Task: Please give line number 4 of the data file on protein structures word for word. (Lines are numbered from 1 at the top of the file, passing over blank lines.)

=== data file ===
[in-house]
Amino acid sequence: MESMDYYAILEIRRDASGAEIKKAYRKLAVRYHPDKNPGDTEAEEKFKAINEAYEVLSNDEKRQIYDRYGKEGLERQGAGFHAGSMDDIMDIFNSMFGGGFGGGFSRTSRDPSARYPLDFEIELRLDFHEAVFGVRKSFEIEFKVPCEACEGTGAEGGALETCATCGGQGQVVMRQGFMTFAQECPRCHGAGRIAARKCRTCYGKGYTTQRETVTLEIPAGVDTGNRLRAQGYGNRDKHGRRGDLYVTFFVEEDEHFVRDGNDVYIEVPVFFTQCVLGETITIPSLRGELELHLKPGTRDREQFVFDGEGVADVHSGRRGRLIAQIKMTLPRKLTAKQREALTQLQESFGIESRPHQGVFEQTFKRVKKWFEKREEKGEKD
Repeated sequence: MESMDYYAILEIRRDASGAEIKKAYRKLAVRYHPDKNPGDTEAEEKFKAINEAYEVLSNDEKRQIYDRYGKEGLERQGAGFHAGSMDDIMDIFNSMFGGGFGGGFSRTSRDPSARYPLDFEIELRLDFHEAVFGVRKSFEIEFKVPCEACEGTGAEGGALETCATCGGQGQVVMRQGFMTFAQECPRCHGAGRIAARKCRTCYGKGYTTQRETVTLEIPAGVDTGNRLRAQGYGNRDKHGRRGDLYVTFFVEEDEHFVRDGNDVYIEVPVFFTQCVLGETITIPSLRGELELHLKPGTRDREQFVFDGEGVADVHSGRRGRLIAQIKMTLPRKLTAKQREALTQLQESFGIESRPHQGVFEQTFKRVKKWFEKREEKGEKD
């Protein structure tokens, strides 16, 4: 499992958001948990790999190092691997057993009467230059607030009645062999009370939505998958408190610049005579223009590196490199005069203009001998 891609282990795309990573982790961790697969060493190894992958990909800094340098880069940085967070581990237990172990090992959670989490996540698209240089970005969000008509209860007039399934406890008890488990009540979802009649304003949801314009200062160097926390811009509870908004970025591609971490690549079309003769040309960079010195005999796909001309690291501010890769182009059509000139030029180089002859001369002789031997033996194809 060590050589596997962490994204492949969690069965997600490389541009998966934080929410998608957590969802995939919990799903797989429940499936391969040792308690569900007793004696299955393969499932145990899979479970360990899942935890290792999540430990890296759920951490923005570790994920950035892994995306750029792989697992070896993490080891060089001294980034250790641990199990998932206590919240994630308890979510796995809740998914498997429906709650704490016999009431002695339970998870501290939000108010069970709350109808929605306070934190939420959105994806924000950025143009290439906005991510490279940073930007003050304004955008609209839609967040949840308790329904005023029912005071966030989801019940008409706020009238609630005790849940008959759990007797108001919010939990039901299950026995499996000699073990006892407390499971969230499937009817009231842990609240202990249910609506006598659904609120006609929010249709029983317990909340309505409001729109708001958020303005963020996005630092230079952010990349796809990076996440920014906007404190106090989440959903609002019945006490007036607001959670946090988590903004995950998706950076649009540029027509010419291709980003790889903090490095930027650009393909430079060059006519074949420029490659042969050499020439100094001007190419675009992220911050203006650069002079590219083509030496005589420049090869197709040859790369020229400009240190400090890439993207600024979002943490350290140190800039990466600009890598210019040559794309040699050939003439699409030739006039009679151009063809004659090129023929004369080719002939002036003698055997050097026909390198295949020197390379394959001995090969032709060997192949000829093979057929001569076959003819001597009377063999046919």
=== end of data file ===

């Protein structure tokens, strides 16, 4: 499992958001948990790999190092691997057993009467230059607030009645062999009370939505998958408190610049005579223009590196490199005069203009001998 891609282990795309990573982790961790697969060493190894992958990909800094340098880069940085967070581990237990172990090992959670989490996540698209240089970005969000008509209860007039399934406890008890488990009540979802009649304003949801314009200062160097926390811009509870908004970025591609971490690549079309003769040309960079010195005999796909001309690291501010890769182009059509000139030029180089002859001369002789031997033996194809 060590050589596997962490994204492949969690069965997600490389541009998966934080929410998608957590969802995939919990799903797989429940499936391969040792308690569900007793004696299955393969499932145990899979479970360990899942935890290792999540430990890296759920951490923005570790994920950035892994995306750029792989697992070896993490080891060089001294980034250790641990199990998932206590919240994630308890979510796995809740998914498997429906709650704490016999009431002695339970998870501290939000108010069970709350109808929605306070934190939420959105994806924000950025143009290439906005991510490279940073930007003050304004955008609209839609967040949840308790329904005023029912005071966030989801019940008409706020009238609630005790849940008959759990007797108001919010939990039901299950026995499996000699073990006892407390499971969230499937009817009231842990609240202990249910609506006598659904609120006609929010249709029983317990909340309505409001729109708001958020303005963020996005630092230079952010990349796809990076996440920014906007404190106090989440959903609002019945006490007036607001959670946090988590903004995950998706950076649009540029027509010419291709980003790889903090490095930027650009393909430079060059006519074949420029490659042969050499020439100094001007190419675009992220911050203006650069002079590219083509030496005589420049090869197709040859790369020229400009240190400090890439993207600024979002943490350290140190800039990466600009890598210019040559794309040699050939003439699409030739006039009679151009063809004659090129023929004369080719002939002036003698055997050097026909390198295949020197390379394959001995090969032709060997192949000829093979057929001569076959003819001597009377063999046919």